HCISD: HAEF Grant turns south butterfly garden into outdoor classroom
BY: CAMRYN HILL
The Harlingen High School South Ecology Club was inspired by Homero Gomez Gonzalez, a staunch advocate of the central Mexican monarch butterfly population, to create a butterfly garden on campus four years ago.
“He was constantly fighting with logging companies to stop the destruction of the monarch’s habitat,” said Ruth Salazar, science professor and sponsor of the HHSS ecology club. “Sadly, in January 2020, he lost his battle against logging companies when he passed away. He inspired members of my eco club to pursue his passion to save the endangered monarch.”
This year, with renewed passion, students at Harlingen High School South are working to transform their butterfly garden into an outdoor classroom with help from the Harlingen Area Educational Foundation.
“My students and I want to create a lasting memory of the importance of saving an endangered species,” said Salazar. “My students believe that if we educate our entire campus about endangered species then we can make the world a better place.”
Salazar applied for and received a grant from HAEF to add 100% recycled plastic benches to the Butterfly Garden at Harlingen South High School to create an outdoor learning space where students can educate people about the preservation and protection of endangered species.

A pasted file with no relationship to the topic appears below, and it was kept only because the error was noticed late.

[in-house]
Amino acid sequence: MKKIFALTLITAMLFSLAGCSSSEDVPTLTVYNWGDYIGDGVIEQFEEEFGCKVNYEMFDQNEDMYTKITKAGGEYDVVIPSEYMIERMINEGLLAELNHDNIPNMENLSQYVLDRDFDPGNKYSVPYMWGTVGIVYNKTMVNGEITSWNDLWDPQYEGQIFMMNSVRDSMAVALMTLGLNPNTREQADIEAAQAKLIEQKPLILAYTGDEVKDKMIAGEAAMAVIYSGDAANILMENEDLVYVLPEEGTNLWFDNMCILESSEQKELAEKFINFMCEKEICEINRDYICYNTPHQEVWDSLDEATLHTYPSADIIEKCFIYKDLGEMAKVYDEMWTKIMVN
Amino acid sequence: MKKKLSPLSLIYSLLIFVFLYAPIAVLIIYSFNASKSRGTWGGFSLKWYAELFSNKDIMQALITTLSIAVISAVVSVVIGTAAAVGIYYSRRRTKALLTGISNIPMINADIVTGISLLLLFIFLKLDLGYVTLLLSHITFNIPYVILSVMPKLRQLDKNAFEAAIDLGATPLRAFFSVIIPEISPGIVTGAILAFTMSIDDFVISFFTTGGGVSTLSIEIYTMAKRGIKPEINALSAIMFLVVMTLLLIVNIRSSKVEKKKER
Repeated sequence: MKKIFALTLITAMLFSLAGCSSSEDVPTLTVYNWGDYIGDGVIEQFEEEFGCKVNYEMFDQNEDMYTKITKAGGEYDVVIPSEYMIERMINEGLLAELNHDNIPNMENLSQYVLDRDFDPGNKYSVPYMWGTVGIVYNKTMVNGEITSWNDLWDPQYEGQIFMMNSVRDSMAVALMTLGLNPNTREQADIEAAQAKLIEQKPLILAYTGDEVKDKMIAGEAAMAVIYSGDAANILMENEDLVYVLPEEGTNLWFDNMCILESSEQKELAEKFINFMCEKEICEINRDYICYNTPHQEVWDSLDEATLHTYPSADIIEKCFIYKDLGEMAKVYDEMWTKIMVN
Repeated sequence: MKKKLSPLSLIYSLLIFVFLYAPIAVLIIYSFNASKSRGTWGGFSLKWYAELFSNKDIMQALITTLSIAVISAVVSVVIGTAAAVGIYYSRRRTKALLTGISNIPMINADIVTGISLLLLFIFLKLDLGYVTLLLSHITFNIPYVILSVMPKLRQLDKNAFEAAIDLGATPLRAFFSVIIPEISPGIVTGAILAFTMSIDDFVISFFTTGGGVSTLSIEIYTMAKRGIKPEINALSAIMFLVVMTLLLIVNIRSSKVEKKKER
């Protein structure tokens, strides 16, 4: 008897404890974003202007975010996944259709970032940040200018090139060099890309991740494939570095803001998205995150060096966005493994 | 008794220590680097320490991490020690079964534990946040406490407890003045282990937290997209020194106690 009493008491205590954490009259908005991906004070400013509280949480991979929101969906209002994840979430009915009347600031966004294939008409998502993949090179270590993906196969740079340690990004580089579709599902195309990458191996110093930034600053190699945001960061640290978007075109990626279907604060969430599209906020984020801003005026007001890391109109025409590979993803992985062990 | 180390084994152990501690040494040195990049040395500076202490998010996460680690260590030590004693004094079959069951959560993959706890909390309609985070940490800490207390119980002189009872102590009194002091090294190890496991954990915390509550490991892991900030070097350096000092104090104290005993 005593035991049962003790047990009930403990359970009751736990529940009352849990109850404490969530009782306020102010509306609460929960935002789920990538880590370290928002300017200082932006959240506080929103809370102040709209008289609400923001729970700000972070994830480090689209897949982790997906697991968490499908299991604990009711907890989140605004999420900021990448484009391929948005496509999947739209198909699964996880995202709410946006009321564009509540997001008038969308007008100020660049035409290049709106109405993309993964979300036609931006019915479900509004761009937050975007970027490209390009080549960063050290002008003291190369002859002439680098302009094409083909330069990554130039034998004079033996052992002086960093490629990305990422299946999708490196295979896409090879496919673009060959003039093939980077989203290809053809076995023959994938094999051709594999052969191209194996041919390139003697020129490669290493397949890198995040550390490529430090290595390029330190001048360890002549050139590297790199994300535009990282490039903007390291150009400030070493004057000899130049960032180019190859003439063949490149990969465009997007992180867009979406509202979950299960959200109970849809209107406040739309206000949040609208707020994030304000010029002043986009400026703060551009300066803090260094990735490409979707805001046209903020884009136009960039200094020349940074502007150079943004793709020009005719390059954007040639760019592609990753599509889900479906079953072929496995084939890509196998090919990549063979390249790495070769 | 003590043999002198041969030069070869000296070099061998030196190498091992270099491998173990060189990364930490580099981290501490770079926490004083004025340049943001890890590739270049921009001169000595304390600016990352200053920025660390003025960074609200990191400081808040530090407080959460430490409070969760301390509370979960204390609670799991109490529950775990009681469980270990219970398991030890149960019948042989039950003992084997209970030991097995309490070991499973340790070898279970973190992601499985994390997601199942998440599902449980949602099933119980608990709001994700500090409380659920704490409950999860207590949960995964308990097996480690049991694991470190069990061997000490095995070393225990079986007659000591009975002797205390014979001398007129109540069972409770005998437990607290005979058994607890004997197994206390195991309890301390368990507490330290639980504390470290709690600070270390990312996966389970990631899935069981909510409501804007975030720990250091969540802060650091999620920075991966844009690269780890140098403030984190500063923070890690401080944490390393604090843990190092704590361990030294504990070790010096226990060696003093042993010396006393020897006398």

“The open-air classroom currently has two benches that need to be installed, and more must be installed before the open-air classroom can be completed,” Salazar said. “The engraved pews will recognize the foundation with its badge, HAEF.”
Through research, students learned that monarchs thrive best in ecosystems that provide native milkweed plants. So, they built planters in their garden and filled them with milkweed to lure the monarch away from the highways in Texas.
“Thousands of monarchs die each year as they migrate from Mexico to the United States,” said Salazar. “Most of them are struck by passing cars as they migrate through the Rio Grande Valley in search of food.”
The open-air classroom in the Butterfly Garden at Harlingen High School would allow butterflies to have a sanctuary while also being a space where students can go and continue the legacy of Homero Gomez Gonzalez. The outdoor classroom will be used to learn about native species and how to protect the environment starting locally in the valley.
The transformation of the butterfly garden at Harlingen High School South is currently a work in progress.
The ecology club is constantly planting new plants, repairing planters and pruning pre-existing plants in the future outdoor classroom.
“The creation of an outdoor classroom in the butterfly garden will be a stepping stone for our campus to be labeled as a habitat for native plants in the Rio Grande Valley,” said Salazar. “This will ensure that native milkweed plants continue to be planted in the butterfly garden for future generations. It will also ensure that our future generations can enjoy an outdoor classroom environment.
This press release was produced by Harlingen Consolidated Independent School District. The opinions expressed are those of the author.